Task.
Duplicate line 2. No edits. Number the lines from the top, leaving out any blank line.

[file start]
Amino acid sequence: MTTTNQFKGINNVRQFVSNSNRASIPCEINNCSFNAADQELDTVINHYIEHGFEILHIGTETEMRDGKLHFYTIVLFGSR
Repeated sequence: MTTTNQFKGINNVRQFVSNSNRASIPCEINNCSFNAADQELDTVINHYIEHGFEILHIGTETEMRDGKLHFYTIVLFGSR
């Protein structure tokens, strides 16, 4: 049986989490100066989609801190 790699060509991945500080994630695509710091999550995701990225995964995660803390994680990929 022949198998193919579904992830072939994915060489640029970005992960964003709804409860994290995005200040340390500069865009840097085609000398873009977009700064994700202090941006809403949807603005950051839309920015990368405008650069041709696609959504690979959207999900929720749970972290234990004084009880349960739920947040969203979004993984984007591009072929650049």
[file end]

Repeated sequence: MTTTNQFKGINNVRQFVSNSNRASIPCEINNCSFNAADQELDTVINHYIEHGFEILHIGTETEMRDGKLHFYTIVLFGSR